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IHG Hotels & Resorts, acting in partnership with Hotelite Management, has opened its first voco hotel in Germany; voco Dusseldorf Seestern. Located in the Lorick district of the city, voco Dusseldorf Seestern is a great premium option for those visiting Dusseldorf for business or leisure. The hotel is within walking to distance to the banks of the Rhine river and a short drive from the airport and the city’s main shopping and business districts.

 

With 160 rooms, voco Dusseldorf Seestern, embodies the brand’s design ethos by creating a warm and inviting space with playful and bold decorative touches throughout. The use of bright, warm pops of yellow give voco its distinct identity. All the rooms include signature voco touches, such as high-quality bedding made from 100% recycled materials and eco-friendly large size bathroom amenities from Antipodes, an award-winning plant-based organic skincare company. Guests will also have access to a fully-equipped onsite fitness area including a sauna and steam room, perfect for those looking for a bit of me-time.

 

Offering all-day dinning, the hotel’s ‘Restaurant & Bar 38’ offers a great selection of meals all prepared with the finest organic ingredients. For breakfast, guests will find anything from a continental breakfast to a full English breakfast, as well as an assortment of healthy snacks to choose from. For lunch and dinner, Restaurant 38 offers an a la carte menu filled with local and international dishes. Come evening, Bar 38 is the perfect place to unwind from the day. Whether it be enjoying a cold drink whilst watching live sports on the screens or enjoying a cocktail on the terrace with friends, family, or work colleagues – there is a space for everyone.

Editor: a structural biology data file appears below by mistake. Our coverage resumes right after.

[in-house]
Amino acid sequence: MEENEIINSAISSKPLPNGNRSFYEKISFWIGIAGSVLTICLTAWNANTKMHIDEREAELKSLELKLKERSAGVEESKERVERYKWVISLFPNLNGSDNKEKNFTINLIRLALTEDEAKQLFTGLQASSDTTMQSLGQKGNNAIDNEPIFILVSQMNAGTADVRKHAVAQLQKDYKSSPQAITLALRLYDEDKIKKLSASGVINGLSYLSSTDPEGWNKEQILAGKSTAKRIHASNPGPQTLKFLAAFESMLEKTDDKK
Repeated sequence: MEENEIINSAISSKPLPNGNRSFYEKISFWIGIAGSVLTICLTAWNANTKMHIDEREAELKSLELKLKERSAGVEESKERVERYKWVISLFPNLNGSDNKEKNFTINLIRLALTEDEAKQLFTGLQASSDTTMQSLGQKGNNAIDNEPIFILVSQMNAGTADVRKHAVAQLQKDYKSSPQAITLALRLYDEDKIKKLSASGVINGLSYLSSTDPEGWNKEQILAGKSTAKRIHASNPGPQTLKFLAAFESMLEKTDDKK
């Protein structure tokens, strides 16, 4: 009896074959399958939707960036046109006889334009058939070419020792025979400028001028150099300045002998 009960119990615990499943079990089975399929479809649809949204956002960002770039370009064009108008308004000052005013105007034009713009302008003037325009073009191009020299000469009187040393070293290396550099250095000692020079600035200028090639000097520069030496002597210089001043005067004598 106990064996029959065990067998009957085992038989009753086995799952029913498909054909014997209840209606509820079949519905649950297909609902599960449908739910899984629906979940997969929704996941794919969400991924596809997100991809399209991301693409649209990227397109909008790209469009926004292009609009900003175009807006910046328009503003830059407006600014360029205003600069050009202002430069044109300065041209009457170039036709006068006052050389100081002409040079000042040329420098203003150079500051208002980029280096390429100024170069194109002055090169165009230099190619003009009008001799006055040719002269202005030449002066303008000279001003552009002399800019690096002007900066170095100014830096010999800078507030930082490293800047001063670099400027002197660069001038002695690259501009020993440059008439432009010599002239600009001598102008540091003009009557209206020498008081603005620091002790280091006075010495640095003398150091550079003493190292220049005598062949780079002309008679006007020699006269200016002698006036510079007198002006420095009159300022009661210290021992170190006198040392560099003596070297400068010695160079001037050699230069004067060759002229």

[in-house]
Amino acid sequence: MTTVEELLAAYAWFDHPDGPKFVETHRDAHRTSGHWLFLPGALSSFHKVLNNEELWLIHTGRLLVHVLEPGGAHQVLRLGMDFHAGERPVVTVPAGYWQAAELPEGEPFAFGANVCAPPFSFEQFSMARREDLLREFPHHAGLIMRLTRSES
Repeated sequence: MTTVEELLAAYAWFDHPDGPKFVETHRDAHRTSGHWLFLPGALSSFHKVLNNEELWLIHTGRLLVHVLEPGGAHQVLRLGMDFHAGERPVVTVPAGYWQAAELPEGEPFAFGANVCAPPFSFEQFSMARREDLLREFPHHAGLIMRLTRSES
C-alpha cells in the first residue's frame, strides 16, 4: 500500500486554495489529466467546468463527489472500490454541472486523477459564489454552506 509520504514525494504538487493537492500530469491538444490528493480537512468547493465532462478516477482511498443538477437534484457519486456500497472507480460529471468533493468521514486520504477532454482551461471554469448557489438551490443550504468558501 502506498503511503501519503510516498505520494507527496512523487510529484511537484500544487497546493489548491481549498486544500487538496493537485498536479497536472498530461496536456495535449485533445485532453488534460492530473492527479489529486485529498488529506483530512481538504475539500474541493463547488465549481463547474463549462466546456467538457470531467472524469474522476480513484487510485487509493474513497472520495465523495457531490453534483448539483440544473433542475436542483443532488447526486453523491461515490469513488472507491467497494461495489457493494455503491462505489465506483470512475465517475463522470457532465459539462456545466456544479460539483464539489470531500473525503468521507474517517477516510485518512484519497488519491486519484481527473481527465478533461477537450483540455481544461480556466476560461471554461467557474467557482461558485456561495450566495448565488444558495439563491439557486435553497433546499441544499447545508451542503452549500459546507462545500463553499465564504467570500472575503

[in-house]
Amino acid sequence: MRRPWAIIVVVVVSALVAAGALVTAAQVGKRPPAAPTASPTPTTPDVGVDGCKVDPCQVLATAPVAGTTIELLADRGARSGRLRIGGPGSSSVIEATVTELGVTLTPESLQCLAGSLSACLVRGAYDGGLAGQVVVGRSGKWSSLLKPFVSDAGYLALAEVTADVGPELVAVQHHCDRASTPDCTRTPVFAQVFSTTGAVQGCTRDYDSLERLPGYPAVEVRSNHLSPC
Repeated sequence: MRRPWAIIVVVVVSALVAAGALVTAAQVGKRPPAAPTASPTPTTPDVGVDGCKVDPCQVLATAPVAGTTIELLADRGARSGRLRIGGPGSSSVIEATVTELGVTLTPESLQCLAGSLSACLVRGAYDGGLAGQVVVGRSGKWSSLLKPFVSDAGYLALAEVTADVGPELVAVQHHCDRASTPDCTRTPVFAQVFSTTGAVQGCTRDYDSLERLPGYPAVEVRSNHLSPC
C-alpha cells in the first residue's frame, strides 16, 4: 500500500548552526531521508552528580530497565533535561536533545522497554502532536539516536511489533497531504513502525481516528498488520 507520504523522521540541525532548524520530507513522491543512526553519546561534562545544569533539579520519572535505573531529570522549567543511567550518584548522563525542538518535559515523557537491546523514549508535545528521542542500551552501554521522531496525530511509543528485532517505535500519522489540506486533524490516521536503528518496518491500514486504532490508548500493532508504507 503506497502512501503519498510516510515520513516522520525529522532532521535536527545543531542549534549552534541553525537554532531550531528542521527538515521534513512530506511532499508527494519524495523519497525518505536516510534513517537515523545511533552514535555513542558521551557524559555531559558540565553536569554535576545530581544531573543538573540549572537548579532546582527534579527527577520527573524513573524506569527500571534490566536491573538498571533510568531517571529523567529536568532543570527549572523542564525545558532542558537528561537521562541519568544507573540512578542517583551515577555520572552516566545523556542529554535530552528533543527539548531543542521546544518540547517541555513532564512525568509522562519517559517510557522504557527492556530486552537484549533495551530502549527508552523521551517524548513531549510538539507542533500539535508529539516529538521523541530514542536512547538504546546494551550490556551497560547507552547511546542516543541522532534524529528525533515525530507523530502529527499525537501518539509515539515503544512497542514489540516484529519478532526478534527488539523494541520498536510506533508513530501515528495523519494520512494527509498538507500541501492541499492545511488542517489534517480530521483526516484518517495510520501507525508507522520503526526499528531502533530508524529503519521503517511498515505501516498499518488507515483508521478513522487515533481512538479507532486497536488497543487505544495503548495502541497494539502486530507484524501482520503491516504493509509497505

For business travellers, voco Dusseldorf Seestern has five modern meeting rooms with a capacity of up to 140 participants – all fitted with the latest technology to enable hybrid meeting requests.

 

Oliver Walzer, Cluster General Manager of Hotelite, commented: “We are proud to be the first voco hotel in Germany and are looking forward to inviting our first guests to come and experience what the brand is all about – especially in Dusseldorf, a city where fashion, culture and commerce meet. Whether it be a short city break or a business trip, our onsite hosts will make sure that visitors will have a charming, unstuffy and playful experience that brings out the very best in them.” 

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Detached homes see average values up £60k during the pandemic says Halifax

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The pandemic property boom has been driven by a surge in demand for larger homes, new research has revealed.

The average value of a detached home in Britain has risen at almost twice the rate for flats, according to the data from Halifax and IHS Markit.

Buyers can expect to pay on average £425,177 for a detached property, which is an increase of £60,556 or 17 per cent since March 2020.

Buyers can expect to pay on average £425,177 for a detached property, which is an increase of £60,556 or 17 per cent since the March 2020